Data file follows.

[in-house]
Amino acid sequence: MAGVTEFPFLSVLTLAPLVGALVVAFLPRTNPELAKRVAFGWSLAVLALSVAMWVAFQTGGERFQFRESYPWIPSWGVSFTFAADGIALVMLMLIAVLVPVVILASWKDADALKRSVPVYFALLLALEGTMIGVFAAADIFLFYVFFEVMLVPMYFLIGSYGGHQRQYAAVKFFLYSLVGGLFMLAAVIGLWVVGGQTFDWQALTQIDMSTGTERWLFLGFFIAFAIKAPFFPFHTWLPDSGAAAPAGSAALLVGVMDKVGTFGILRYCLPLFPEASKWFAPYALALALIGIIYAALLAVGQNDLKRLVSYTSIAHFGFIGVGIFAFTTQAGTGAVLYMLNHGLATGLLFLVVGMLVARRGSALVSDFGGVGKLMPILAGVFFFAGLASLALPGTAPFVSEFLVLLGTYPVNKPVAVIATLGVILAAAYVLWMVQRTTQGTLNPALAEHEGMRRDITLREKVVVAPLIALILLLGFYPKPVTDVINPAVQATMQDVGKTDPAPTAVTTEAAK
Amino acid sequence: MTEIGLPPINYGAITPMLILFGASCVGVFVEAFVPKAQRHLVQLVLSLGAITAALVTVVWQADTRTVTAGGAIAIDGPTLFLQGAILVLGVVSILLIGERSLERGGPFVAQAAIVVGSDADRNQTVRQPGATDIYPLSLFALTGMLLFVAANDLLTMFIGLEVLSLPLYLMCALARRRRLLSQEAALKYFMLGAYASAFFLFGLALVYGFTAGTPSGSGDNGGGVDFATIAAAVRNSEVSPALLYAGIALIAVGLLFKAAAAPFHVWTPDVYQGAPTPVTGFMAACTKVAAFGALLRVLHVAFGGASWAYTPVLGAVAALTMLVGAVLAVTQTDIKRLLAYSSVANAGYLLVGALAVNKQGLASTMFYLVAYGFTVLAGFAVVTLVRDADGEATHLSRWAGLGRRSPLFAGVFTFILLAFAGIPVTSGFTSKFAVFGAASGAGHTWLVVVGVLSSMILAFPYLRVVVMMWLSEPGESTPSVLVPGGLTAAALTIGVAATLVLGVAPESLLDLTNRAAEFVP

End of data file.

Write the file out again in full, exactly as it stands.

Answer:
[in-house]
Amino acid sequence: MAGVTEFPFLSVLTLAPLVGALVVAFLPRTNPELAKRVAFGWSLAVLALSVAMWVAFQTGGERFQFRESYPWIPSWGVSFTFAADGIALVMLMLIAVLVPVVILASWKDADALKRSVPVYFALLLALEGTMIGVFAAADIFLFYVFFEVMLVPMYFLIGSYGGHQRQYAAVKFFLYSLVGGLFMLAAVIGLWVVGGQTFDWQALTQIDMSTGTERWLFLGFFIAFAIKAPFFPFHTWLPDSGAAAPAGSAALLVGVMDKVGTFGILRYCLPLFPEASKWFAPYALALALIGIIYAALLAVGQNDLKRLVSYTSIAHFGFIGVGIFAFTTQAGTGAVLYMLNHGLATGLLFLVVGMLVARRGSALVSDFGGVGKLMPILAGVFFFAGLASLALPGTAPFVSEFLVLLGTYPVNKPVAVIATLGVILAAAYVLWMVQRTTQGTLNPALAEHEGMRRDITLREKVVVAPLIALILLLGFYPKPVTDVINPAVQATMQDVGKTDPAPTAVTTEAAK
Amino acid sequence: MTEIGLPPINYGAITPMLILFGASCVGVFVEAFVPKAQRHLVQLVLSLGAITAALVTVVWQADTRTVTAGGAIAIDGPTLFLQGAILVLGVVSILLIGERSLERGGPFVAQAAIVVGSDADRNQTVRQPGATDIYPLSLFALTGMLLFVAANDLLTMFIGLEVLSLPLYLMCALARRRRLLSQEAALKYFMLGAYASAFFLFGLALVYGFTAGTPSGSGDNGGGVDFATIAAAVRNSEVSPALLYAGIALIAVGLLFKAAAAPFHVWTPDVYQGAPTPVTGFMAACTKVAAFGALLRVLHVAFGGASWAYTPVLGAVAALTMLVGAVLAVTQTDIKRLLAYSSVANAGYLLVGALAVNKQGLASTMFYLVAYGFTVLAGFAVVTLVRDADGEATHLSRWAGLGRRSPLFAGVFTFILLAFAGIPVTSGFTSKFAVFGAASGAGHTWLVVVGVLSSMILAFPYLRVVVMMWLSEPGESTPSVLVPGGLTAAALTIGVAATLVLGVAPESLLDLTNRAAEFVP